From Merriam-Webster's:
"1  : the one or ones being addressed —used as the pronoun of the second person singular or plural in any grammatical relation except that of a possessive <you may sit in that chair><you are my friends><can I pour you a cup of tea> —used formerly only as a plural pronoun of the second person in the dative or accusative case as direct or indirect object of a verb or as object of a preposition — compare thee, thou, ye, your, yours 2  : one 2a <after a while, it grows on you> "
And from the OED:
"6. Denoting any hearer or reader; hence as an indef. pers. pron.: One, any one." Note that the entry includes examples from Bacon, Swift, & Ruskin.
From The American Heritage Book of English Usage: A Practical and Authoritative Guide to Contemporary English, 1996.
"A successful and distinctive writing style is an elusive bird of paradise. It is unmistakable once you see it but difficult to find." (no prohibition or negative characterization)
From The Elements of Style, 1918.
"Omit initial A or The from titles when you place the possessive before them." (no prohibition or negative characterization)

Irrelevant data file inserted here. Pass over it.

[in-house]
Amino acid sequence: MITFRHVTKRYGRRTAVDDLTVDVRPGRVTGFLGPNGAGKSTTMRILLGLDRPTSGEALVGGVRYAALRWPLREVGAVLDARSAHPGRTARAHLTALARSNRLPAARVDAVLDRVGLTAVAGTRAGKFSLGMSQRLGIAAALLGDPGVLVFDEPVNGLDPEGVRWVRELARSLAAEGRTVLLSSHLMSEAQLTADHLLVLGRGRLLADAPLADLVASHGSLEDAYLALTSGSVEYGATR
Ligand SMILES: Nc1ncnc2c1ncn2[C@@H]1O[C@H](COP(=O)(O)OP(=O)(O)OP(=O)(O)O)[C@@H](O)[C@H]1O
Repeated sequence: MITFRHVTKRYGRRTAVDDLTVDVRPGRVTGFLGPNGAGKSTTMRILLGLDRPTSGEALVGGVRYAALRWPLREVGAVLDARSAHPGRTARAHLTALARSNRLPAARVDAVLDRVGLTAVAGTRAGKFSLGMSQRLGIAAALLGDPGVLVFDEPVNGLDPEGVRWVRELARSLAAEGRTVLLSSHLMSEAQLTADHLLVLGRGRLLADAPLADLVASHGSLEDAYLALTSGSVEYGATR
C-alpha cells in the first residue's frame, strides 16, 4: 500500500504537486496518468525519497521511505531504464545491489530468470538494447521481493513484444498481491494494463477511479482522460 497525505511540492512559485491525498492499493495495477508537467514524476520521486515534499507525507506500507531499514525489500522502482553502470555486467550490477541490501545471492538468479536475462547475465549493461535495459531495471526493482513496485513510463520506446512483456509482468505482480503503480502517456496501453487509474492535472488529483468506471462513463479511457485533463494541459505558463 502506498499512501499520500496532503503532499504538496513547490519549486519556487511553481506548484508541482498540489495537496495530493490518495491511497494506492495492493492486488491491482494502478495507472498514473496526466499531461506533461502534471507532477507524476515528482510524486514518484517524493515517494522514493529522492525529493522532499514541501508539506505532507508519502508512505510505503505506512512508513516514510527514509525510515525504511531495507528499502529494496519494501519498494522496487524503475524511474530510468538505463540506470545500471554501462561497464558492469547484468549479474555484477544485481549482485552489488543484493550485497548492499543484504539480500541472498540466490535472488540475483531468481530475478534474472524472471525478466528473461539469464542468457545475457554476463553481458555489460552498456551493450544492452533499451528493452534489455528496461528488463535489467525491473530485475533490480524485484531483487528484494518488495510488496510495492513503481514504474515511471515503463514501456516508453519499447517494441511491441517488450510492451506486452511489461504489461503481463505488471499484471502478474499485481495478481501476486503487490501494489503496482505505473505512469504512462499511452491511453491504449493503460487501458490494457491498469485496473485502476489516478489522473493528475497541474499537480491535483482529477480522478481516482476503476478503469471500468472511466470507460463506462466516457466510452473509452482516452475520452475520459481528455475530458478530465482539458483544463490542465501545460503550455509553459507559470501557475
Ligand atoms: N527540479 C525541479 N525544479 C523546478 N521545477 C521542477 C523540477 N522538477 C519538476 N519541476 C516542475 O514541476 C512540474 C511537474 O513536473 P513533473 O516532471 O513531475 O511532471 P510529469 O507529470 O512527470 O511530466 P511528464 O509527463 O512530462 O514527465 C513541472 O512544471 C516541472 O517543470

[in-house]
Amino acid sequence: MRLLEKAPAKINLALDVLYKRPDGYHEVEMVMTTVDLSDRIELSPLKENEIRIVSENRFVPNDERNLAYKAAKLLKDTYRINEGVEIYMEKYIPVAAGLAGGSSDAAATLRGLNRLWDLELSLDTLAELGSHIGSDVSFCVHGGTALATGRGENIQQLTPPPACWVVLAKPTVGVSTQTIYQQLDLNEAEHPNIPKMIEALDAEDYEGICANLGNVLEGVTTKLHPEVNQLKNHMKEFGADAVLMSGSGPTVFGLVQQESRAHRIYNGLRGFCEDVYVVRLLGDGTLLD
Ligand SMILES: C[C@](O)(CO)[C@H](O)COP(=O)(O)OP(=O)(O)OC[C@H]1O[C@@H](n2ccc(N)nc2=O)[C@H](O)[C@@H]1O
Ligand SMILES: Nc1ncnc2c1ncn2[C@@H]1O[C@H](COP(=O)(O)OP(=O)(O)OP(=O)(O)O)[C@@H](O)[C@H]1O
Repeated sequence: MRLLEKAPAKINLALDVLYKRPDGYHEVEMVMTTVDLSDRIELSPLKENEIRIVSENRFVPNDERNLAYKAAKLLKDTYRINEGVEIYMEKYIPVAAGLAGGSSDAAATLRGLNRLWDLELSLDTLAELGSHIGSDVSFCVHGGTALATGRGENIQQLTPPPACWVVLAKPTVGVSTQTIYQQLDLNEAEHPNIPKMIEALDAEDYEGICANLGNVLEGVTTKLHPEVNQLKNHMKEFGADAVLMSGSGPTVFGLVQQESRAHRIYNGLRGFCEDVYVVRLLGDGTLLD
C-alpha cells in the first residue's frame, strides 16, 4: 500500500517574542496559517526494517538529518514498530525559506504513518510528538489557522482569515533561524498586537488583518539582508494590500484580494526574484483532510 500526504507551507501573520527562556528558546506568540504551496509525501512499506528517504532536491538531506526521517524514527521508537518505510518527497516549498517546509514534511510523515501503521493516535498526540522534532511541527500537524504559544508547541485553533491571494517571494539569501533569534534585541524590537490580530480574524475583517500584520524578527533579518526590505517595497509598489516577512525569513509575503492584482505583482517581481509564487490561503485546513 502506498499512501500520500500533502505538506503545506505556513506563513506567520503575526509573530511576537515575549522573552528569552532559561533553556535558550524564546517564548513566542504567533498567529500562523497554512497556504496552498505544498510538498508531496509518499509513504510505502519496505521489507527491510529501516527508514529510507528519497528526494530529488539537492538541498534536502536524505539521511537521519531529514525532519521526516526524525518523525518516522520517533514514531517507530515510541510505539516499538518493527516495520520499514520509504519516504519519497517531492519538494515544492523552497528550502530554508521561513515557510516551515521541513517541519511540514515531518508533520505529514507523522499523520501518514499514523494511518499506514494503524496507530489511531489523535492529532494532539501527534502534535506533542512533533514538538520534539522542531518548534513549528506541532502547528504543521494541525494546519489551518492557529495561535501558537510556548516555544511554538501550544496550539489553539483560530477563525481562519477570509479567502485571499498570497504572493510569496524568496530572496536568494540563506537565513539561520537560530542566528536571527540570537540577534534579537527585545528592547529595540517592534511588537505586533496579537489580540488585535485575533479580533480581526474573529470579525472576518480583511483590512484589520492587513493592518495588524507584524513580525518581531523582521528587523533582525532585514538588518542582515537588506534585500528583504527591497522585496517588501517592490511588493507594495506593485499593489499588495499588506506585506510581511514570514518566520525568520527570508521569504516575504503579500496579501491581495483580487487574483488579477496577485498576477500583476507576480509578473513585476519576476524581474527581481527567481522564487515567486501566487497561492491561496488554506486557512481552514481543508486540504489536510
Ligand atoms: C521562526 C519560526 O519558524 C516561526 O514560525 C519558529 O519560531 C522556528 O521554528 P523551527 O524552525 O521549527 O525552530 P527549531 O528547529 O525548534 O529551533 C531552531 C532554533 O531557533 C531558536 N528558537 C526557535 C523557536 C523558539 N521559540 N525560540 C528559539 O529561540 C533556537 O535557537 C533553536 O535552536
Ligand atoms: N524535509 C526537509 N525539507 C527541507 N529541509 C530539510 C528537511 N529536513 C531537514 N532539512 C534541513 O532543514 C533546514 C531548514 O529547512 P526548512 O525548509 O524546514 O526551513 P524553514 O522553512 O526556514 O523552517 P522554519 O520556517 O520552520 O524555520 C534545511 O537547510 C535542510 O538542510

From The Columbia Guide to Standard American English, 1993.
"Indefinite you, used when you’re addressing nobody in particular, as in When you hike in the woods, you take a risk of encountering ticks, used to be criticized by teachers as a misuse of the pronoun, but it is clearly Standard in all but the most Formal or Oratorical uses."
Moreover, when reference materials are appealing to people who have difficulty reading or understanding English, they commonly employ the second person in pursuit of a more engaging and accessible style. Publications following this policy include The Longman Dictionary of Contemporary English, COBUILD Collins English Dictionary, and The Oxford Advanced Learner's Dictionary, all of which are directed at learners of English. Although I'm not aware of any encyclopedias specifically designed for English language learners, there are clearly many for children and they commonly use the second person. A few examples include The Kingfisher Children's Encyclopedia, Scholastic Children's Encyclopedia, The New Book of Knowledge, and The Golden Book Encyclopedia.